On a bright day in June of 2006, the Pittsburgh Parks Conservancy (PPC) celebrated the opening of Schenley Plaza. The five-acre green space is now celebrating its 10-year anniversary, and during the summer of this major milestone, I was lucky to be able to revisit the project that has played a key role for the City of Pittsburgh, and for me personally. When I first came to Sasaki in July of 2003, fresh out of grad school, my very first assignment as a landscape architect was to work on the transformation of the plaza. Thirteen years later I have managed numerous other complex, transformational urban landscape projects, but as the first one I saw from concept through to construction, Schenley Plaza will always hold a special, formative place in my heart and my career.
Situated in the heart of Oakland, between the University of Pittsburgh, Carnegie Mellon University, Phipps Conservatory, and the Carnegie Museums and Library, the plaza project was intended to restore the space to its historical function as the gateway to the larger Schenley Park to the south. In doing so it would replace a large surface lot that provided 280 parking spaces for area businesses, institutions, and the wider community. Naturally there were some grumbles over the loss of parking, but the City of Pittsburgh, the PPC, and the other institutions had a bold vision: “The goal…was nothing less than the transformation of this gritty, drab slab of asphalt into the green heart of Oakland.” Visiting the space 10 years later during its anniversary season, it’s clear that that mission has been accomplished. We found that many people had either forgotten or never knew that the area used to be a parking lot. My colleague Gina Ford summed it up well by saying, “before, this was just a ‘nothing’ space, nestled between these major anchor institutions. Schenley Plaza took that nothing and turned it into a bona fide place.”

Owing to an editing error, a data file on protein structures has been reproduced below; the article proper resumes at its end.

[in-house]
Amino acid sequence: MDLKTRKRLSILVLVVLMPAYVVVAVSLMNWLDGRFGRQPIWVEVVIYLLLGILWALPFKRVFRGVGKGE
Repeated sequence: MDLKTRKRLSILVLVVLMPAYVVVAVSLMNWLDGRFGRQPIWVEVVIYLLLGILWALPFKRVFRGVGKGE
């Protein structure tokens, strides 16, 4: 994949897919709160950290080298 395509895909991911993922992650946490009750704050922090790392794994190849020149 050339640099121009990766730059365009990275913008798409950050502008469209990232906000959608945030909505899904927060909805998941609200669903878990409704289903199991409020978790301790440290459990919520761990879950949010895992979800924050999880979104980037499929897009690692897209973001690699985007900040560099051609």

I’ve been thinking about the project this year, its 10th year of operation, and the success that the plaza has enjoyed. What makes the space work so well, and what are the lessons we can share with the rest of our clients looking to build cherished community gathering spaces? How did a former parking lot embed itself into the imagination and identity of so many Pittsburgh residents and visitors? The reasons are many, for sure, but I’ve compiled a few of my observations on Schenley Plaza into a short list of 10—one for each of its years.
In no particular order, here are 10 key observations on the plaza’s continued success:
Details Matter: The plaza makes use of generously sized pavers and granite curbs throughout. And the payoff on the investment shows—they look pristine 10 years later. The pavers only require occasional power-washing to keep them in tip-top shape. Originally the lawn curbs were specified as concrete, but a last-minute donation from the Howard Heinz Foundation made the upgrade to granite possible—a great example of a donor understanding that a subtle investment in the bones of a place can be the most valuable contribution of all.